“Sell me this pen.”
Instead of staring at the pen, his friend Brad takes the pen, looks Jordan in the eye, and says:
“Can you write down your name for me?”
“I don’t have a pen…”
Let’s pull this analogy full circle:
“I need a website.”
“Are you getting enough customers?”
“Well, not really…but what does that have to do with my website?”
When people fail to identify a clear problem, then they just sell a pen for what a pen is: a ball-point writing utensil. Pens are a commodity. If you fail to identify a problem worth solving with your customer, then you too are selling a commodity.
While websites are not as cheap as a pen, you certainly won’t break the $5,000 barrier per project if you fall into the commodity trap.
The commodity trap is when you sell a solution without a problem.
When there is a clear problem worth solving, pricing is only limited by the cost of the problem (not the price of the commodity).
In 1965, NASA had a problem. If you took a regular ballpoint pen into space, the ink would ooze out when under pressure and zero gravity. I’m no physicist, but the obvious solution was to use pencils. There is even an urban legend making fun of ‘Merica that our government spent a heap of money trying to develop a space pen while The Soviets simply used pencils.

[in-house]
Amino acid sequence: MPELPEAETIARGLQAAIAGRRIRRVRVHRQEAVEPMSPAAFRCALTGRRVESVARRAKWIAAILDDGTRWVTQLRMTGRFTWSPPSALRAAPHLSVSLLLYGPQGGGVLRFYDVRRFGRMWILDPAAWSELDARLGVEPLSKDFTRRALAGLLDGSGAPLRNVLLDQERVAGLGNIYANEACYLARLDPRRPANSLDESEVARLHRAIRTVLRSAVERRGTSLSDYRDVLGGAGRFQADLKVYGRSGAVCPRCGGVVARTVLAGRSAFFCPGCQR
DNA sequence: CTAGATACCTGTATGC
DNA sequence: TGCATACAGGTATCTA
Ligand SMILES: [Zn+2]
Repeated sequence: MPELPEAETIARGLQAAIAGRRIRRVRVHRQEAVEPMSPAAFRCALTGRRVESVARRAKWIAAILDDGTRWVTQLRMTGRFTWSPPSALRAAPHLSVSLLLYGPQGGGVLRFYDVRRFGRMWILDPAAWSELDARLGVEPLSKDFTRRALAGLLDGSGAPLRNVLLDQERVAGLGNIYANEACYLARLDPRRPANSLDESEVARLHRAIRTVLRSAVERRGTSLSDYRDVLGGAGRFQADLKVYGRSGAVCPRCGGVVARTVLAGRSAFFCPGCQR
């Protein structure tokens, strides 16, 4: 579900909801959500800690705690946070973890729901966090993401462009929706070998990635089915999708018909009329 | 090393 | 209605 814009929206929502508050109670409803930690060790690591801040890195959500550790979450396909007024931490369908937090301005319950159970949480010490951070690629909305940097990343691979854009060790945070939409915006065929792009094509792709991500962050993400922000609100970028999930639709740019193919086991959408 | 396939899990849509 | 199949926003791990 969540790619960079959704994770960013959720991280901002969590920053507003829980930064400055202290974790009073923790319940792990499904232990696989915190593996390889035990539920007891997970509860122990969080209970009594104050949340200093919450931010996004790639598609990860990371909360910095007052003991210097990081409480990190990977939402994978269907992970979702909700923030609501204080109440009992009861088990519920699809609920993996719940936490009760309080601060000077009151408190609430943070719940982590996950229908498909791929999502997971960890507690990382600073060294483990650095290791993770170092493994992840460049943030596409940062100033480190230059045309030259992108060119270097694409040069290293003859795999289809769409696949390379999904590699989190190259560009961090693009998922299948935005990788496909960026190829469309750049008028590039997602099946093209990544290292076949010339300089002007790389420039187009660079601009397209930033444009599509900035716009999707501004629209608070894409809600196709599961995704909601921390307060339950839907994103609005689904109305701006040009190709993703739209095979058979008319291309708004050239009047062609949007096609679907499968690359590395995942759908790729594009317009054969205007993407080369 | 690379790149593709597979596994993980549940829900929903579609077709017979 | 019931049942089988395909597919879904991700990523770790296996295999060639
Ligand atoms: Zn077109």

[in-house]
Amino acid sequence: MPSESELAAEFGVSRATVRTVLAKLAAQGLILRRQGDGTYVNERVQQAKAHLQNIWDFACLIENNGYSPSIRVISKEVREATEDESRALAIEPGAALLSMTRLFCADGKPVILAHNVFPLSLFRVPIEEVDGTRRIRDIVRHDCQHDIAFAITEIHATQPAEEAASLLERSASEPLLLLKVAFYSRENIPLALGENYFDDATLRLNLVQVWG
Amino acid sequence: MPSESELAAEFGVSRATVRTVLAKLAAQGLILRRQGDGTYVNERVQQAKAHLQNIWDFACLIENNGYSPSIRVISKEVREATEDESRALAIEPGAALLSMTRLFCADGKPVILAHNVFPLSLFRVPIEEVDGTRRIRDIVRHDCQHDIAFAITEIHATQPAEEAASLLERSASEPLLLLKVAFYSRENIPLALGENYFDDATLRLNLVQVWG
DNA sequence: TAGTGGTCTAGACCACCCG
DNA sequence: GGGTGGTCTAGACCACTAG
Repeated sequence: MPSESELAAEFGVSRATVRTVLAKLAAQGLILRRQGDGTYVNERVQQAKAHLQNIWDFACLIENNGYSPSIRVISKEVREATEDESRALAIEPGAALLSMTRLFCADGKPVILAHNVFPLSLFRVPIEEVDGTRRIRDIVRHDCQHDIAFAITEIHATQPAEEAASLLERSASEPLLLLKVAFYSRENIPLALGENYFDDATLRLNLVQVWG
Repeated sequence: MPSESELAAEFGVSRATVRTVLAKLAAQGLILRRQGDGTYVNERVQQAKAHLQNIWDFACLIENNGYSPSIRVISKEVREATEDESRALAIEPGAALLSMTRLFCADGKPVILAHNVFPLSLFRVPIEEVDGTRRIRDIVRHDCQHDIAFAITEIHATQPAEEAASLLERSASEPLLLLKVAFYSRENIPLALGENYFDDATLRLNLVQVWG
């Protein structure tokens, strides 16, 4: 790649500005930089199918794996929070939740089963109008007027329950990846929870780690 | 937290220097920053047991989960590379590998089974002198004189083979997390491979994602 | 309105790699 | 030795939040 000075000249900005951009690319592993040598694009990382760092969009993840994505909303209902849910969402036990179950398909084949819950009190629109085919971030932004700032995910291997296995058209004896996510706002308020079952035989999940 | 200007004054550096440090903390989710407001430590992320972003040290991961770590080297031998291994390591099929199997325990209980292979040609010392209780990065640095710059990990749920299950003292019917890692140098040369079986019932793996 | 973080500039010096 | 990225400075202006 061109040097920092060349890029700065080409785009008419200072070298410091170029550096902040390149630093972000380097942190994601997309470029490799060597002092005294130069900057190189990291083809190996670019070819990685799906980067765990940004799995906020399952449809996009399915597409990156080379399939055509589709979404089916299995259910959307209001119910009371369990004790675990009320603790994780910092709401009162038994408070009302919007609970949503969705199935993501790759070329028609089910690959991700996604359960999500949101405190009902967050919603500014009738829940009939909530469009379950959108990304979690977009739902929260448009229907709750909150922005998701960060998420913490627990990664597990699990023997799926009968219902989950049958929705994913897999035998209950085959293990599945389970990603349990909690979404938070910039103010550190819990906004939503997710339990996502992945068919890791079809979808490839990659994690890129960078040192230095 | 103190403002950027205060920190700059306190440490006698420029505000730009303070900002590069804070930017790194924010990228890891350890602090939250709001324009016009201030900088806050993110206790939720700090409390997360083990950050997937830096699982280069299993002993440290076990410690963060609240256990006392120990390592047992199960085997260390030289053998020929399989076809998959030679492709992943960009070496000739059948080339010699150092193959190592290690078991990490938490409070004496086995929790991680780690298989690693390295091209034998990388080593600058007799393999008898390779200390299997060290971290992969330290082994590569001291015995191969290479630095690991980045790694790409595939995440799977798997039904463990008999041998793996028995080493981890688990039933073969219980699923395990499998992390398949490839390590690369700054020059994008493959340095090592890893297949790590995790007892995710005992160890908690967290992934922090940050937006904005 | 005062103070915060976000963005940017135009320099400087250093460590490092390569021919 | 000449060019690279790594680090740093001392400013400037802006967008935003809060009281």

When I was in high school, some anti-America guy spoke in one of my history classes touting this urban legend as fact. If I would have known what I know now, I would have made him look like an idiot. (Unfortunately Google didn’t exist back then).
You see, there is a problem with pencils. First, they are flammable because they are made out of wood. Second, when you write, little pieces of graphite flake off, and in zero gravity that means they float off and get stuck in important panels and buttons.